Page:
The next section provides for the issuance to the contractor of a separate bond representing upon each lot or parcel of land delinquent for fifty dollars or more, the amount of the assessment against the same. The form of the bond is given.

It provides for payment solely out of the fund created by the assessment; for the payment in annual installments with the interest, and that should default be made in any annual payment upon the principal, or in any payment of interest, the holder is entitled to declare the whole unpaid amount to be due, and have the lot advertised and sold forthwith in the manner provided by law for the sale of land assessed for state and county taxes.

There follows a proviso, "that if any person, or his authorized agent, shall, at any time before the issuance of the bonds, present to the city treasurer his affidavit, made before a competent officer, that he is the owner of the lot or parcel of land in said lot, accompanied by the certificate of a searcher of records that he is such owner of record, and with such affidavit said person notifies said treasurer, in writing, that he desires no bond to be issued for the assessments upon said lot or parcel of land, then no such bond shall be issued therefor," etc. The act further provides that the city treasurer shall report all payments upon the principal due on any bond to the superintendent of streets, who must thereupon credit the same on the record of the assessment; and that the assessment shall be a first lien upon the property affected thereby, and the issuance of the bond shall be conclusive evidence of the regularity of all previous proceedings and the validity of the lien. The act proceeds in the next section to provide that upon any default to pay an installment or interest, if the holder of the bond demands in writing that the treasurer proceed to advertise and sell the lot, "then the whole bond, or its unpaid remainder, with its accrued interest, shall become due and payable immediately."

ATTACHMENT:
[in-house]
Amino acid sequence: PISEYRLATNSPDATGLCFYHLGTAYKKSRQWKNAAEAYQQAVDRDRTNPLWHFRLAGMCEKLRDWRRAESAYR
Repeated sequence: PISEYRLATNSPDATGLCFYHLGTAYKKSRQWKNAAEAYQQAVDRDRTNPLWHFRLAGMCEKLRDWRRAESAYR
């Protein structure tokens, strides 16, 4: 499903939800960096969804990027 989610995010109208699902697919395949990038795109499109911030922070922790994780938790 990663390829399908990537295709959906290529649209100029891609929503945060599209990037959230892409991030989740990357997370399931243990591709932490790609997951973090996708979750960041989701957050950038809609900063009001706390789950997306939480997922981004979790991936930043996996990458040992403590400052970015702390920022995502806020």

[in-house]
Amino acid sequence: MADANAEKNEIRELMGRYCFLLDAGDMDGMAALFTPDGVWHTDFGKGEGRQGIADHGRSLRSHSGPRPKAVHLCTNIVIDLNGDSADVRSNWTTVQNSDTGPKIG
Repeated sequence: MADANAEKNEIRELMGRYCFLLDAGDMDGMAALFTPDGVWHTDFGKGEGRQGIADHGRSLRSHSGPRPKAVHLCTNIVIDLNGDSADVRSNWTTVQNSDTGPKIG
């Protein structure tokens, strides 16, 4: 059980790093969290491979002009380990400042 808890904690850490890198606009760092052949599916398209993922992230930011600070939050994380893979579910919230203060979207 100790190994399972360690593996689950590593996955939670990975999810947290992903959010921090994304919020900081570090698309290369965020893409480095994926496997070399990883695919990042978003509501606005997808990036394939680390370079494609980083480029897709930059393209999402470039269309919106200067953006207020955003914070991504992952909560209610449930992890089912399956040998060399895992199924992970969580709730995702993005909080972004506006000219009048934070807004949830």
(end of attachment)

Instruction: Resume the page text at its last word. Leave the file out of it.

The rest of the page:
Appellant's first point is that the act is unconstitutional and void for several reasons.

1. In so far as it attempts to impose a lien to secure a sum of money bearing interest which the owner cannot pay for ten years, it is outside of the functions of government. "If" -- it is said -- "the legislature could say that upon the happening of certain events, or upon the failure to do certain things, a man's property should be charged with a sum of money bearing a rate of interest determined by a municipal council, for ten years, it can fix the charge for a hundred years."

This, it is contended, is no part of the power to levy and collect taxes. The power to collect implies a duty on the part of the property owner to pay, and the duty cannot exist unless payment will be received. Therefore, when the statute says that the property owner shall not pay for ten years, but, during that time, shall pay interest at a rate to be fixed by the city council, the process is not one of collection, but to compel the property owner to borrow money and to secure the same by a first lien upon his property against his will. Counsel think such a statute would be declared unconstitutional, though it does not conflict with any express limitation upon legislative power to be found in the constitution. It is, he says, without the scope of governmental power. It is not necessary, in my opinion, to appeal to a restriction so indefinite and intangible. If the case be such as he contends it is, such a proceeding would, to some extent, have the effect of depriving one of both liberty and property without due process of law.